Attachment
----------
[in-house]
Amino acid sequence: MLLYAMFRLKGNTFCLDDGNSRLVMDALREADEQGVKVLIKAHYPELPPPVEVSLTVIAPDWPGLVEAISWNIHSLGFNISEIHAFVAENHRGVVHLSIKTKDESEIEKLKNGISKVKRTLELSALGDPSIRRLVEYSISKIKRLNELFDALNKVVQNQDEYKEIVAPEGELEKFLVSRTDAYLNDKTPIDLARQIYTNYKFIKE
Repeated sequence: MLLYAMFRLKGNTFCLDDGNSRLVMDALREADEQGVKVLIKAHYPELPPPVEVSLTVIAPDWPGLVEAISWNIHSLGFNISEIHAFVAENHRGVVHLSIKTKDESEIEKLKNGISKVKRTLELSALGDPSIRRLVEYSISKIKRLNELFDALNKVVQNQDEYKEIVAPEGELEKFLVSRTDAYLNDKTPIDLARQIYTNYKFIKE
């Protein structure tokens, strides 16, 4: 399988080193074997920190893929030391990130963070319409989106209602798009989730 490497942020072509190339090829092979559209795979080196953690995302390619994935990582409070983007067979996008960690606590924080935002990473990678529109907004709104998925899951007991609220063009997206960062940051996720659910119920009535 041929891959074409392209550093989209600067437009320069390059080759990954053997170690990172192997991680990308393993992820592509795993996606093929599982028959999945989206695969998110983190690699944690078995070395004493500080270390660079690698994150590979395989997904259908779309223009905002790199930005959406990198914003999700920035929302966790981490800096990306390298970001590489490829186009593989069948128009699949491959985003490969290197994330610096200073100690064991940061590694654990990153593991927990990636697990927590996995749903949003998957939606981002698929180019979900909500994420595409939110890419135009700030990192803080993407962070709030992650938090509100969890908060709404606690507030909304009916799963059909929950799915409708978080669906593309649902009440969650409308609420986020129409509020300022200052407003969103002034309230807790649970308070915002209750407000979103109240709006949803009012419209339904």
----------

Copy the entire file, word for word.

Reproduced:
[in-house]
Amino acid sequence: MLLYAMFRLKGNTFCLDDGNSRLVMDALREADEQGVKVLIKAHYPELPPPVEVSLTVIAPDWPGLVEAISWNIHSLGFNISEIHAFVAENHRGVVHLSIKTKDESEIEKLKNGISKVKRTLELSALGDPSIRRLVEYSISKIKRLNELFDALNKVVQNQDEYKEIVAPEGELEKFLVSRTDAYLNDKTPIDLARQIYTNYKFIKE
Repeated sequence: MLLYAMFRLKGNTFCLDDGNSRLVMDALREADEQGVKVLIKAHYPELPPPVEVSLTVIAPDWPGLVEAISWNIHSLGFNISEIHAFVAENHRGVVHLSIKTKDESEIEKLKNGISKVKRTLELSALGDPSIRRLVEYSISKIKRLNELFDALNKVVQNQDEYKEIVAPEGELEKFLVSRTDAYLNDKTPIDLARQIYTNYKFIKE
């Protein structure tokens, strides 16, 4: 399988080193074997920190893929030391990130963070319409989106209602798009989730 490497942020072509190339090829092979559209795979080196953690995302390619994935990582409070983007067979996008960690606590924080935002990473990678529109907004709104998925899951007991609220063009997206960062940051996720659910119920009535 041929891959074409392209550093989209600067437009320069390059080759990954053997170690990172192997991680990308393993992820592509795993996606093929599982028959999945989206695969998110983190690699944690078995070395004493500080270390660079690698994150590979395989997904259908779309223009905002790199930005959406990198914003999700920035929302966790981490800096990306390298970001590489490829186009593989069948128009699949491959985003490969290197994330610096200073100690064991940061590694654990990153593991927990990636697990927590996995749903949003998957939606981002698929180019979900909500994420595409939110890419135009700030990192803080993407962070709030992650938090509100969890908060709404606690507030909304009916799963059909929950799915409708978080669906593309649902009440969650409308609420986020129409509020300022200052407003969103002034309230807790649970308070915002209750407000979103109240709006949803009012419209339904």